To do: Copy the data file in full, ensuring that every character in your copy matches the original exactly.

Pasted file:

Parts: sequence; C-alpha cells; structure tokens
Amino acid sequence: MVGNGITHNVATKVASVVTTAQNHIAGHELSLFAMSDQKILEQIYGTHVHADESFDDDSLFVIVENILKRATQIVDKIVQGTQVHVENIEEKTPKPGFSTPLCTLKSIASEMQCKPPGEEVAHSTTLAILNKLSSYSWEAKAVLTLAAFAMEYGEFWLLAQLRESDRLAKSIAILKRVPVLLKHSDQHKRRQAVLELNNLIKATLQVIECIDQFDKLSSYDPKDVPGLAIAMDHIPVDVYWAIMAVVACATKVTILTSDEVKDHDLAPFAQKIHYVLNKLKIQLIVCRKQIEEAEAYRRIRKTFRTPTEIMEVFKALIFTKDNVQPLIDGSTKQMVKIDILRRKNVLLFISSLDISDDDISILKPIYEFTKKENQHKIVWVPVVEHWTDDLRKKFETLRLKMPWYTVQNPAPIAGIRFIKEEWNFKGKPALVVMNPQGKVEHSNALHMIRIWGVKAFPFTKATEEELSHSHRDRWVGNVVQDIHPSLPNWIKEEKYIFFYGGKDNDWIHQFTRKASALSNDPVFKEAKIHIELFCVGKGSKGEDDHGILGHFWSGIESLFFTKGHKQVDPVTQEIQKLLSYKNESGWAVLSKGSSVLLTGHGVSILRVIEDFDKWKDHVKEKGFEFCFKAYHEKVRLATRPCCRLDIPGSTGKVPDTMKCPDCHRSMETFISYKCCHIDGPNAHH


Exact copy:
Parts: sequence; C-alpha cells; structure tokens
Amino acid sequence: MVGNGITHNVATKVASVVTTAQNHIAGHELSLFAMSDQKILEQIYGTHVHADESFDDDSLFVIVENILKRATQIVDKIVQGTQVHVENIEEKTPKPGFSTPLCTLKSIASEMQCKPPGEEVAHSTTLAILNKLSSYSWEAKAVLTLAAFAMEYGEFWLLAQLRESDRLAKSIAILKRVPVLLKHSDQHKRRQAVLELNNLIKATLQVIECIDQFDKLSSYDPKDVPGLAIAMDHIPVDVYWAIMAVVACATKVTILTSDEVKDHDLAPFAQKIHYVLNKLKIQLIVCRKQIEEAEAYRRIRKTFRTPTEIMEVFKALIFTKDNVQPLIDGSTKQMVKIDILRRKNVLLFISSLDISDDDISILKPIYEFTKKENQHKIVWVPVVEHWTDDLRKKFETLRLKMPWYTVQNPAPIAGIRFIKEEWNFKGKPALVVMNPQGKVEHSNALHMIRIWGVKAFPFTKATEEELSHSHRDRWVGNVVQDIHPSLPNWIKEEKYIFFYGGKDNDWIHQFTRKASALSNDPVFKEAKIHIELFCVGKGSKGEDDHGILGHFWSGIESLFFTKGHKQVDPVTQEIQKLLSYKNESGWAVLSKGSSVLLTGHGVSILRVIEDFDKWKDHVKEKGFEFCFKAYHEKVRLATRPCCRLDIPGSTGKVPDTMKCPDCHRSMETFISYKCCHIDGPNAHH